Digital RMB: the pioneer of CBDC
China’s digital renminbi is likely to become the next CBDC online. Considering its scale, the launch of the digital renminbi will be a milestone in the development of CBDC. The People’s Bank of China has been actively carrying out research on digital currency. It started as early as 2014. At present, digital RMB has launched pilot projects worth 300 billion U.S. dollars in more than 4 cities including Shenzhen, Suzhou, Chengdu and Xiong’an. China’s future CBDC is named Digital Currency Electronic Payment (DC/EP) and is supported by the RMB deposits of the central bank.
China is expected to become one of the first major economies to issue sovereign currencies. Regulators stated that the adoption of digital renminbi will help China’s digital renminbi to internationalize and break the US dollar’s monopoly in international payments. Cointelegraph discussed this issue further with Adrian Huntelar, Customer Success Manager of Coinsquare, a digital asset platform. He said:
“The digital renminbi is the world’s largest trial-phase digital currency. Among the global economic superpowers, China has the first-mover advantage because the digital renminbi will be successfully piloted in 4 cities in 2020. Will the success of the digital renminbi enhance China’s international financial sector? This is still an issue to be considered.”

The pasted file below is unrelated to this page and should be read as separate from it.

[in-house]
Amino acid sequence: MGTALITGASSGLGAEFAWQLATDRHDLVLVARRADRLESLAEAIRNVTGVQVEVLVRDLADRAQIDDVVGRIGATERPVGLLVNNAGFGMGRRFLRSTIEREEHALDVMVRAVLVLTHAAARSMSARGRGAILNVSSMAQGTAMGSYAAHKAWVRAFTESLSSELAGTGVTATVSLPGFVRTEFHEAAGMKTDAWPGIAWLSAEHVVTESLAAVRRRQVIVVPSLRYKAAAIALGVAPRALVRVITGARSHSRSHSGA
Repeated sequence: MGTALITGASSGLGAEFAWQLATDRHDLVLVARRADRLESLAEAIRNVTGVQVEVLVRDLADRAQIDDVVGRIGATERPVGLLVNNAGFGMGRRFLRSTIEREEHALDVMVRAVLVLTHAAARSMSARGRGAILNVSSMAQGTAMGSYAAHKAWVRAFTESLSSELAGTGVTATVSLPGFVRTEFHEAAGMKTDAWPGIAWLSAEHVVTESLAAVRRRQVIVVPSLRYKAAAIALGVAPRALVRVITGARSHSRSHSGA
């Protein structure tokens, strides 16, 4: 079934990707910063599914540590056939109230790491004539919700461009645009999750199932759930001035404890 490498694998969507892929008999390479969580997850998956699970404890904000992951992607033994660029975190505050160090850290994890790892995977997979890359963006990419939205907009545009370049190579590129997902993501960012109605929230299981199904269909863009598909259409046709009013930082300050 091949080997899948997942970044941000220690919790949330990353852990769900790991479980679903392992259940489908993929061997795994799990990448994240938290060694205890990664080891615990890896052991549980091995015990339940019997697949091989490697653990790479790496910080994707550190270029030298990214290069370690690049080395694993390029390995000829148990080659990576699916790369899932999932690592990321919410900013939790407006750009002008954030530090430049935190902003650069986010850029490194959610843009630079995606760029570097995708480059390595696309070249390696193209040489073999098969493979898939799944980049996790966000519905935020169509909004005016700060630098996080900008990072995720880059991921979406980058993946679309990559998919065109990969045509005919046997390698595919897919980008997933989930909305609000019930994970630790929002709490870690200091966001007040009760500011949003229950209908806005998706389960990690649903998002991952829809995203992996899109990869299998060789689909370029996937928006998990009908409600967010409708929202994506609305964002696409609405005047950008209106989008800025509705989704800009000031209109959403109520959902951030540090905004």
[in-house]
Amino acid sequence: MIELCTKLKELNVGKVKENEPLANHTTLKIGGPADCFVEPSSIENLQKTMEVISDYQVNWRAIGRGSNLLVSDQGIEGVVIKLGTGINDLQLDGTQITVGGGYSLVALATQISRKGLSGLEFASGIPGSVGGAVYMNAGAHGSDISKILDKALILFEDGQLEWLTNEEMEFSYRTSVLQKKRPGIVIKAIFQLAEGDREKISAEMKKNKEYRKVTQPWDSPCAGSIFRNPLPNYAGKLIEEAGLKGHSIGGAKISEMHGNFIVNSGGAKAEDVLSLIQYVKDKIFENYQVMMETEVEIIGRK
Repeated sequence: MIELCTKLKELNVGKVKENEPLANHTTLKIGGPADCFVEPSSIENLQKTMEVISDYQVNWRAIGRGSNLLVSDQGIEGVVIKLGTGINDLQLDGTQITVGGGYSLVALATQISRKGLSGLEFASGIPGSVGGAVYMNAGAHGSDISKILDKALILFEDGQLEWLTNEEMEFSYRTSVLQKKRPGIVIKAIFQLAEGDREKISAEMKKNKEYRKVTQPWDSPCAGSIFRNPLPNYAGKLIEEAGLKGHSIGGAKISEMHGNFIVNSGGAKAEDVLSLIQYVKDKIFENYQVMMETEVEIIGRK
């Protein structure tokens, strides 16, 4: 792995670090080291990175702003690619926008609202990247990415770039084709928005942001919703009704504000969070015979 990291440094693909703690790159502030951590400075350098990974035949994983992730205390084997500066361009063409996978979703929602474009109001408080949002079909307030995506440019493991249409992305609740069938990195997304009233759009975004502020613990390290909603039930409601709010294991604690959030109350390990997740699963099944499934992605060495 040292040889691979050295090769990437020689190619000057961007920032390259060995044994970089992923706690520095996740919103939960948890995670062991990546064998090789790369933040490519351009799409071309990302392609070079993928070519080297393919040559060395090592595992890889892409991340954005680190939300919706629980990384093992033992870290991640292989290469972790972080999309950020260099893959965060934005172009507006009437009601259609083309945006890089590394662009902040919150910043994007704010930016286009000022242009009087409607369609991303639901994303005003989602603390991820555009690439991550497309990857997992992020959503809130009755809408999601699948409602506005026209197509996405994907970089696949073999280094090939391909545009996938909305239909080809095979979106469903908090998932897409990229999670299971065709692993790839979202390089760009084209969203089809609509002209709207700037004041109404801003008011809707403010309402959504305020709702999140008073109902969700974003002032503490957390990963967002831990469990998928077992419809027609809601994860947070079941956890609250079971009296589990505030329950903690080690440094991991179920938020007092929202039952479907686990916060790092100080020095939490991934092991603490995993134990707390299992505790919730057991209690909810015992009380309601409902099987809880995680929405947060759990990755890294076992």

The Central Bank of China is also cooperating with the Hong Kong Monetary Authority (HKMA). Both institutions are in the preliminary stages of using electronic renminbi for cross-border payments. HKMA and the Bank of Thailand launched a joint research project in 2019 to solve the problems of cross-border payment and digital currency, and the project has entered the second phase.
Considering China’s huge population and high participation of mobile Internet users, the digital renminbi may prove to be the best use case for retail and wholesale CBDCs, and the best performance of its feasibility. According to information released in early November, the digital renminbi pilot has tested more than 2 billion yuan (approximately US$300 million) in transactions in more than 4 million independent transactions. Although the digital renminbi seems to be the first major currency to be launched in digital form, there are concerns about user data privacy and usage, and the Chinese government does not seem to care about this issue at present.
Digital Euro: the first multinational CBDC project
The European Central Bank (ECB) has begun to explore the prospects of a digital euro. Christine LaGarde, chairman of the European Central Bank, said, “If necessary, we should be prepared to issue a digital euro,” but could not determine a specific time or a design that meets the conditions. Due to the nature of the European Union (EU) and its 27 member states, many international and European institutions need to reach a consensus to meet the expectations of all potential stakeholders. Reaching a consensus will be a major change in the way the European economy operates.